Placing Your Music In TV, Movies & More: Sync Licensing

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By Koka Tarini Siddhartha. Counsel at Lexic, a legal consultancy for individuals and entities in the music, tech and media industries. Edited by Sandhya Surendran, Founder and Counsel at Lexic.

We figured “sync licensing” grabbed your attention but before we dive deep(ish) into the concept and break it down for you, we offer you a treat in the form of Redbone’s Come and Get Your Love(1), only because it will help set the mood and we’ll also make it a productive listen by letting you know in advance, we will definitely be referring back to this song.

Now to the serious stuff… 

As lawyers working in the music scene, specifically the indie music scene, we are greeted with at least ten questions when we introduce ourselves. The silver lining is that we no longer have to answer questions about whether or not an artist needs to sign a contract (we’re past that hurdle), but rather ways to negotiate rights and monetise music. Finally! Artists are coming to terms that creating music and music business go hand in hand. 

It’s also been interesting to see the shift from artists not just wanting to monetise their music on audio streaming platforms but also on OTT platforms like Netflix and Amazon Prime. Understanding sync licences and getting involved is not another passing cloud in the music industry, but is something artists have come to realise is more than necessary. To begin with, let’s rewind a little and go back to the basics.

Three copyrights in one song? How?

Every song has three components – lyrics, composition, and sound recording – each with a copyright. The way copyright works is that the minute you create something, you have a copyright over it; irrespective of whether or not it is registered. Authorship and ownership of each component of the song might vary, but fundamentally, every song has three copyright owners.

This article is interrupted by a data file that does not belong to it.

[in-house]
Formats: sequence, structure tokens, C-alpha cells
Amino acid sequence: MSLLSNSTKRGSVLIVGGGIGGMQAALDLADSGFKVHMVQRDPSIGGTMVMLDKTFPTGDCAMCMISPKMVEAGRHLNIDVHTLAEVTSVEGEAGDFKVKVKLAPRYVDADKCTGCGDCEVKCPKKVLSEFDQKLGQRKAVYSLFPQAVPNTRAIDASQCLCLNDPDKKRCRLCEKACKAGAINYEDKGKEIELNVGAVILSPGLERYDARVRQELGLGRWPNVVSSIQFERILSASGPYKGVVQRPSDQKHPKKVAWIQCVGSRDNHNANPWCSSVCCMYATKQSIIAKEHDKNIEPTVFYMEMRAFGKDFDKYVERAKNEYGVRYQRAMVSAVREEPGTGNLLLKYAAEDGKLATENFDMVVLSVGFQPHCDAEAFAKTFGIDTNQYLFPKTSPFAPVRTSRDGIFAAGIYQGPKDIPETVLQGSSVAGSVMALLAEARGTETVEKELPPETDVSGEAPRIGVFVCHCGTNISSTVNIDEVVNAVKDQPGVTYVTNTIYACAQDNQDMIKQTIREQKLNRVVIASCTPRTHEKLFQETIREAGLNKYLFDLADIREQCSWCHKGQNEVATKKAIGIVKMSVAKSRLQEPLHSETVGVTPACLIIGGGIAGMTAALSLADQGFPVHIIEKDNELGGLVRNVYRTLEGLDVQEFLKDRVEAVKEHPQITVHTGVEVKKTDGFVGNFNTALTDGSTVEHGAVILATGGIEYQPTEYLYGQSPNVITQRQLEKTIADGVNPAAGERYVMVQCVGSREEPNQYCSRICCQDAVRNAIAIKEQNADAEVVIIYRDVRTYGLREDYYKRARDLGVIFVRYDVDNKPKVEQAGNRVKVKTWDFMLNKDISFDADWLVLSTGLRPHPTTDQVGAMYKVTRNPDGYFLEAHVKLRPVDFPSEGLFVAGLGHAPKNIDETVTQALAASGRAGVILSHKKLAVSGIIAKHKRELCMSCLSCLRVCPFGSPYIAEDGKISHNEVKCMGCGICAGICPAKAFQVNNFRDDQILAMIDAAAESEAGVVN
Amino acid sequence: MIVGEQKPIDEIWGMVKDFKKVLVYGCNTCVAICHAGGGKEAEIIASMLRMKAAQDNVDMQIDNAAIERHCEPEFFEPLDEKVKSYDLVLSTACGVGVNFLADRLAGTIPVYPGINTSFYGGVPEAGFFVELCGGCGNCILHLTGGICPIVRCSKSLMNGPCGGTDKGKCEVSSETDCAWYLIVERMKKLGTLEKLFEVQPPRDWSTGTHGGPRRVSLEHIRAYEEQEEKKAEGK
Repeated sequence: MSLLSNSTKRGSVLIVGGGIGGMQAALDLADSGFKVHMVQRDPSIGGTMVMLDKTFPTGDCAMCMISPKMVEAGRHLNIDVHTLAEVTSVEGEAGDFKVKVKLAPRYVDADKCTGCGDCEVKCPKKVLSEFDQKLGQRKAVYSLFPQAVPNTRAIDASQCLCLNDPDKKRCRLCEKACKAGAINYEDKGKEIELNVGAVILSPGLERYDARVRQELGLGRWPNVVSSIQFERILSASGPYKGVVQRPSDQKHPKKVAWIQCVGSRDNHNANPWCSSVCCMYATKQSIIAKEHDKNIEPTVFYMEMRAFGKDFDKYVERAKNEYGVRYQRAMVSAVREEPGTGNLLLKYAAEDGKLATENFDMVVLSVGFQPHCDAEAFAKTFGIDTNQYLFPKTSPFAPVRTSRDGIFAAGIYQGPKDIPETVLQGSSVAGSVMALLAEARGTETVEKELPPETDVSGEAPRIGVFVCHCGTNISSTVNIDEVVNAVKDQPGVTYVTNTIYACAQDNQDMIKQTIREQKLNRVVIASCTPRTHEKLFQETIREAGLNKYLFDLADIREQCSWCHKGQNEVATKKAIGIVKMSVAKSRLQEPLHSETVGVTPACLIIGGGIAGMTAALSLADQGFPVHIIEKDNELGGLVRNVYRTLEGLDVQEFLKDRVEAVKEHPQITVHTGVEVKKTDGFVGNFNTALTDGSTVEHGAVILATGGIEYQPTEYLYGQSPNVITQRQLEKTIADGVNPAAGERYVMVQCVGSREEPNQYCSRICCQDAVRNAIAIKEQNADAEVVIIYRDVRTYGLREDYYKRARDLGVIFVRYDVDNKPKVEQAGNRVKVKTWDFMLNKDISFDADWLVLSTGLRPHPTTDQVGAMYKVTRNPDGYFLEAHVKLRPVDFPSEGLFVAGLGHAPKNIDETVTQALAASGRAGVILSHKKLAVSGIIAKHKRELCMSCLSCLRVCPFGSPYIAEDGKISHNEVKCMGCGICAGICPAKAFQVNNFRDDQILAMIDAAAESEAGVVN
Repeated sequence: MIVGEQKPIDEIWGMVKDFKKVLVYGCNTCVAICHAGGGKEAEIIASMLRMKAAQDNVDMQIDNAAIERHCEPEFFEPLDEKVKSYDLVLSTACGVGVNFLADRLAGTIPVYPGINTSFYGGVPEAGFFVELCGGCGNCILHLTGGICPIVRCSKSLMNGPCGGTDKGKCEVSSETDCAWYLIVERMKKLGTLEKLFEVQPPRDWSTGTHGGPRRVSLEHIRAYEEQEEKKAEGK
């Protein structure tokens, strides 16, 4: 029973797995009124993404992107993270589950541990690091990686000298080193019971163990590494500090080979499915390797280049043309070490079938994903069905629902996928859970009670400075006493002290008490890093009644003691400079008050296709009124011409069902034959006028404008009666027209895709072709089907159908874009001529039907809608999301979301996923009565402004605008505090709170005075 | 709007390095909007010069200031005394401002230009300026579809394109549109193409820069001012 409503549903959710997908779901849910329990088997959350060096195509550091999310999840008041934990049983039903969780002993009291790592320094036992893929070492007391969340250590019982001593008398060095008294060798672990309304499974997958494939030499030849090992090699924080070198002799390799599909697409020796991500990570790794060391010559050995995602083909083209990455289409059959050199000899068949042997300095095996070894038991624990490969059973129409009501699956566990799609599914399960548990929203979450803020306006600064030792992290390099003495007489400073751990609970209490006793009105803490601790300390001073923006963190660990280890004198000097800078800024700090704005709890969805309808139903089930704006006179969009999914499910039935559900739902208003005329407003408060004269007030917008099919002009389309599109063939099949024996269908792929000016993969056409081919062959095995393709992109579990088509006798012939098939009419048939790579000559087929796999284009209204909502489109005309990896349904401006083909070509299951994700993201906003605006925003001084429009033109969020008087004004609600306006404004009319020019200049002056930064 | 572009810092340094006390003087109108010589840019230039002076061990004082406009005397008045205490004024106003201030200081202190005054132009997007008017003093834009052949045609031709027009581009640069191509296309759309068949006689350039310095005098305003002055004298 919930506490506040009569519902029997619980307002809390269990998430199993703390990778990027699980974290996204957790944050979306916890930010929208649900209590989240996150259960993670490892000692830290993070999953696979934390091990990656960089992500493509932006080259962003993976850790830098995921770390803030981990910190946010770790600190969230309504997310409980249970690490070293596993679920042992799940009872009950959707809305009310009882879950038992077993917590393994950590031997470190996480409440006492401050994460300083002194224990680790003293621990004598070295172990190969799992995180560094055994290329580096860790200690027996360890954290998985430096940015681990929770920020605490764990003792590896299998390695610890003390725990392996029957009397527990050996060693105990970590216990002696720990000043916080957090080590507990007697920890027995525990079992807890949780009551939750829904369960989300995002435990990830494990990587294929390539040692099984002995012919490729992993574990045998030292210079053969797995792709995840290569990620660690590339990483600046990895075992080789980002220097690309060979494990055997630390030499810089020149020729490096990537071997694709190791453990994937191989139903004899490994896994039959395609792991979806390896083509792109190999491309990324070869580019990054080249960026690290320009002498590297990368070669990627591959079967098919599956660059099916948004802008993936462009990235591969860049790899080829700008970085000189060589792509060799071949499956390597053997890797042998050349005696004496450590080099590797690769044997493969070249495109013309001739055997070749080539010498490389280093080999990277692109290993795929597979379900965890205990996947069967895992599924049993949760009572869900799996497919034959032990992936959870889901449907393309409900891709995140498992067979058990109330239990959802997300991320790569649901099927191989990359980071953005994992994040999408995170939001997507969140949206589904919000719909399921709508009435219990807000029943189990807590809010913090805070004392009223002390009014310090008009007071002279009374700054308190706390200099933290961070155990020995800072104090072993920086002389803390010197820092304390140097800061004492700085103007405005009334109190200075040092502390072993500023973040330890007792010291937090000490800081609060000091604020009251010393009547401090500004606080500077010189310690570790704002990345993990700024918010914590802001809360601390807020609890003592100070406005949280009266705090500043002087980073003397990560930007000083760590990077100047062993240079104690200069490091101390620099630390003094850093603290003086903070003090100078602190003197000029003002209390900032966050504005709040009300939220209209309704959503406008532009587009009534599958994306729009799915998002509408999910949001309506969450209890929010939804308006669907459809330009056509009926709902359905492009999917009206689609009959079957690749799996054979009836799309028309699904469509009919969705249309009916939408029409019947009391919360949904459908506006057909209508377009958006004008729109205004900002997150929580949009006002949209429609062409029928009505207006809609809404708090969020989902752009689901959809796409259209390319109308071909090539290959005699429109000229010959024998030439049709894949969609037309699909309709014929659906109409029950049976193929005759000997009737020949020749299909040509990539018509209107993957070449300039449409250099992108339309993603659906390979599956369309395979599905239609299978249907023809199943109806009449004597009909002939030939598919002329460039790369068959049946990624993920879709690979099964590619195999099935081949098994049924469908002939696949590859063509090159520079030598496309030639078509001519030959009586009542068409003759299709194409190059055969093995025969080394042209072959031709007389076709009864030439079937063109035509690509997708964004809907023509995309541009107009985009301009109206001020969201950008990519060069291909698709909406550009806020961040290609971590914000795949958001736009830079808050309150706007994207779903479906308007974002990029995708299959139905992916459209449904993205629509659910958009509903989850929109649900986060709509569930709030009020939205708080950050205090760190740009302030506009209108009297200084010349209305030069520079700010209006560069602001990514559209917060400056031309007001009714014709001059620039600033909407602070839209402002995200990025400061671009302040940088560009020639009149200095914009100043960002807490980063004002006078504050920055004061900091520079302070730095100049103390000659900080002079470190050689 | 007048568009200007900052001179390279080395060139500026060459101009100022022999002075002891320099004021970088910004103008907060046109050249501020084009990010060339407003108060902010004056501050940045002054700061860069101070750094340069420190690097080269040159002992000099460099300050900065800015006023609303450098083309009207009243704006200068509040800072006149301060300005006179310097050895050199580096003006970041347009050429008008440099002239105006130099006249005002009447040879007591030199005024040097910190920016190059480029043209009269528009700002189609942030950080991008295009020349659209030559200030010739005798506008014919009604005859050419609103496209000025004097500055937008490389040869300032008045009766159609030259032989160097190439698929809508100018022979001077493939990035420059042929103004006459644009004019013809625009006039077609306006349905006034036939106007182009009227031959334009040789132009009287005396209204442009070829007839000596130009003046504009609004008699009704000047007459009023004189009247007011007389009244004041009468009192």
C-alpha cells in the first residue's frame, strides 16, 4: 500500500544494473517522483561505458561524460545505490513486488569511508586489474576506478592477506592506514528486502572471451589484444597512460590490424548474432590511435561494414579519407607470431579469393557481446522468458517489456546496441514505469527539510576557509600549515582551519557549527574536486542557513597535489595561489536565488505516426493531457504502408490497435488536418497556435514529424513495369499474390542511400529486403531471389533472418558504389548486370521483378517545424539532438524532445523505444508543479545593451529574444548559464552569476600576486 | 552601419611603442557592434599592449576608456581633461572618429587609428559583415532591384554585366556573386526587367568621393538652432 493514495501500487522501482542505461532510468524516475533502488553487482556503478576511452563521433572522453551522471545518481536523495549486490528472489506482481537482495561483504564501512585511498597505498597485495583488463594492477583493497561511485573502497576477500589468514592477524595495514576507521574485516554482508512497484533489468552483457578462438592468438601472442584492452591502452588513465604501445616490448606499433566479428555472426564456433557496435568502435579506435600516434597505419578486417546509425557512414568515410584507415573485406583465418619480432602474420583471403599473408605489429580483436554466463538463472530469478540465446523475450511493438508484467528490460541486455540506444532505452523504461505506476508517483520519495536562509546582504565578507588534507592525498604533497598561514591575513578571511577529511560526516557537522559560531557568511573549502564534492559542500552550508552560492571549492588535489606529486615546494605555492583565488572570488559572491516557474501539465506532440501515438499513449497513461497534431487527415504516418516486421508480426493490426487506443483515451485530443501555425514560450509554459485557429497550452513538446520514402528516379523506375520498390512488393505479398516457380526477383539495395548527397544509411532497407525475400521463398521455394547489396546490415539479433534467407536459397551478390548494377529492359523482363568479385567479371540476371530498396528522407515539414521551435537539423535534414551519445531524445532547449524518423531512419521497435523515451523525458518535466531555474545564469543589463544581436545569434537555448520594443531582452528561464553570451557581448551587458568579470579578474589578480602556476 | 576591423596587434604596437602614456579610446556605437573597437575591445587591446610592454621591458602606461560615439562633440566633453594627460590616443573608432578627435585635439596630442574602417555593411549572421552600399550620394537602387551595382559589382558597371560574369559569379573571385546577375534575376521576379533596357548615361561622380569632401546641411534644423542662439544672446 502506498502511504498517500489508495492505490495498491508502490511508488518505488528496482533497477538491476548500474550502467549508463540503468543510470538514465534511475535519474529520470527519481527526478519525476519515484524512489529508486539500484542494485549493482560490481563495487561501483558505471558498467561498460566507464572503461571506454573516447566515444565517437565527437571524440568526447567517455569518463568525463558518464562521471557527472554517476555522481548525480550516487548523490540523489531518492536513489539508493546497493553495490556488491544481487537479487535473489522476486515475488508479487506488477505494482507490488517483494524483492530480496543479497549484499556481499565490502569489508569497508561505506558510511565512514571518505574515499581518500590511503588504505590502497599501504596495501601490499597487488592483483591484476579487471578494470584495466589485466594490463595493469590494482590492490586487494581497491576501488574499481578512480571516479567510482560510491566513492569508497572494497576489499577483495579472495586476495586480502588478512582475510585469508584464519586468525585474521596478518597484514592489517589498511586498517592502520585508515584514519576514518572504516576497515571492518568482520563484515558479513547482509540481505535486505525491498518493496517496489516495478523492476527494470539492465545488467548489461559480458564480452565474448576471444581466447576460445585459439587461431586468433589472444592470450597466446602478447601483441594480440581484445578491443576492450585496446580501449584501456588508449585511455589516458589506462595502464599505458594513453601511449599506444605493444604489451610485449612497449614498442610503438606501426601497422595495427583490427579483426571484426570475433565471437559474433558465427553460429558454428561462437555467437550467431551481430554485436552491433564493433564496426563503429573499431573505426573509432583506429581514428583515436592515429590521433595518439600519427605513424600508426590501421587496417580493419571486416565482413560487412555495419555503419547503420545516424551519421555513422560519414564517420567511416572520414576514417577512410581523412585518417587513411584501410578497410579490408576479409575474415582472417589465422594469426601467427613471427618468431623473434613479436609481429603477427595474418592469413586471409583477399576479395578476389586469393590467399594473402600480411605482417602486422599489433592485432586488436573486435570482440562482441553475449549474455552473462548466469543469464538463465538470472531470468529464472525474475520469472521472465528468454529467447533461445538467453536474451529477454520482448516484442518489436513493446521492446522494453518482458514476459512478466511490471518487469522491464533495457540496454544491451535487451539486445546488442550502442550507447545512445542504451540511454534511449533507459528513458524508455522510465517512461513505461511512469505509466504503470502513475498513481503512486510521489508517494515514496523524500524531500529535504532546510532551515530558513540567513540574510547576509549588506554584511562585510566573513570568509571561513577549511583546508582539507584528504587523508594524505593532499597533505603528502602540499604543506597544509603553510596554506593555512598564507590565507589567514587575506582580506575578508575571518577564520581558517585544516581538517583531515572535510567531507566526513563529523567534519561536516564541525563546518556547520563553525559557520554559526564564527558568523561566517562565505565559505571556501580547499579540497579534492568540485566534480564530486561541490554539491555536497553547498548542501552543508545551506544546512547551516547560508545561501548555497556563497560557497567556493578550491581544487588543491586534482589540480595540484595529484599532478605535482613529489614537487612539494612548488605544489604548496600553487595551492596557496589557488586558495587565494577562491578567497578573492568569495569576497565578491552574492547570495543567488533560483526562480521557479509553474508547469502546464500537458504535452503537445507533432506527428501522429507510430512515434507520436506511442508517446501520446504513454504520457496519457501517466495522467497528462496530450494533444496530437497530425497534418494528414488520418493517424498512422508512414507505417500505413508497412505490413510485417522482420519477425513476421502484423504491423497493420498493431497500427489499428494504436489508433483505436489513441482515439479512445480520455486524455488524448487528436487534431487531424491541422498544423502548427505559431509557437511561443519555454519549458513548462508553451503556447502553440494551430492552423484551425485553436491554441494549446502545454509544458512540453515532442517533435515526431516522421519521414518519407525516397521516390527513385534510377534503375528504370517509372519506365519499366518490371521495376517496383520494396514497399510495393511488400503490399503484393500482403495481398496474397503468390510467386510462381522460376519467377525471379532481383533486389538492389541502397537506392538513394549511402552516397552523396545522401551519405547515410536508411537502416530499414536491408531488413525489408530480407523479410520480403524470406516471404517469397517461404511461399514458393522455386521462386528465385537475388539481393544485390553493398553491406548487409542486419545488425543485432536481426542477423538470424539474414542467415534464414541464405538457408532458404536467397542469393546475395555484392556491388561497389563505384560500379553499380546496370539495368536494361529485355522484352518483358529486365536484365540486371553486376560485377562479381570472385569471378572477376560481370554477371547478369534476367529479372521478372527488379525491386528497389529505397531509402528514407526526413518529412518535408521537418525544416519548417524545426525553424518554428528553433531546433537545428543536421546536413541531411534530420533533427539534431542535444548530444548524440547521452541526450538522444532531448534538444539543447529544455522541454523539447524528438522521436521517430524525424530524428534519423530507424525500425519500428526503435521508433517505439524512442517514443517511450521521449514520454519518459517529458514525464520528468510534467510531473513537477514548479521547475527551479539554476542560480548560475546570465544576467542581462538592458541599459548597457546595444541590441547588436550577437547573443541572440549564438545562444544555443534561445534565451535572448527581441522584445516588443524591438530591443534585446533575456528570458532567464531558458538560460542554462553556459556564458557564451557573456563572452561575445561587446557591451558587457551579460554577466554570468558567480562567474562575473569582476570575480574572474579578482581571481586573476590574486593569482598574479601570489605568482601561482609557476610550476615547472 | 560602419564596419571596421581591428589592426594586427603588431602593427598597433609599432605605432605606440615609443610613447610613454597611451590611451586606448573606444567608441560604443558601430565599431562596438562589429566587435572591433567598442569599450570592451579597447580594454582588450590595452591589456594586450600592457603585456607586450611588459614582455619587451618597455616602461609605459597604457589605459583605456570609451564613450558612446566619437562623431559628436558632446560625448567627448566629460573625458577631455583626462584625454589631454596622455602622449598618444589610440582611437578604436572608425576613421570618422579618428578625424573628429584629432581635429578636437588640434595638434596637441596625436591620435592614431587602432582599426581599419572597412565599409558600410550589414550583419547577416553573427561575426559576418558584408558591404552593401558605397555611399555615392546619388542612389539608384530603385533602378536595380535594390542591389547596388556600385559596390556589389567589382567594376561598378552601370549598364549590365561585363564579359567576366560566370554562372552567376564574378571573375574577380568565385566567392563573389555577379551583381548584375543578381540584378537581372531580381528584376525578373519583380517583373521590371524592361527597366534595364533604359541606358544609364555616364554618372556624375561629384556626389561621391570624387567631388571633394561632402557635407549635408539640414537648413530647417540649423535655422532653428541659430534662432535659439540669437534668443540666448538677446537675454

Lyricists and composers may either (i) choose to give away their rights to a third party or (ii) hold onto them, in which case they are, both, the authors and copyright owners of the lyrics and compositions. The record label or company that produces and records the song (lyrics and composition) will invariably be the copyright owner of the sound recording. Simply put, the split is 25% (lyricist) + 25% (composer) + 50% (record label) (2).

  • (1) Avengers: Endgame is the highest-grossing movie of ALL time, beating Avatar, and you thought we wouldn’t use Quill gyrating to his Awesome Music Vol. 1 on Morag as an example?!
  • (2) Record labels have a bigger share as they invest more to produce, mix, master, communicate, market, reproduce, and distribute the sound recording.

Which licence applies to what right and… how does it all work?

Depending on the impending use, there are several licences including sync, master, mechanical, and performance licences. We will focus mainly on the first two for this post. 

Music synchronisation licences or more commonly “sync licences” are necessary when there is a simultaneous use of audio and video. When music is synchronised to a video either on television shows, advertisements, video games, movies, etc., the director and producer of the video will have to obtain a sync licence. The concept of sync licences is largely borrowed from the United States as the music and media industries in general are more established and structured in comparison. 

If a person uses only the lyrics and composition from a song in a video, a sync licence will be sufficient. However, if the original sound recording is used, two licences will be required – (i) a sync licence for the song, and (ii) a master licence for the recording from the record label; this is because the sound recording includes the lyrics and composition as well.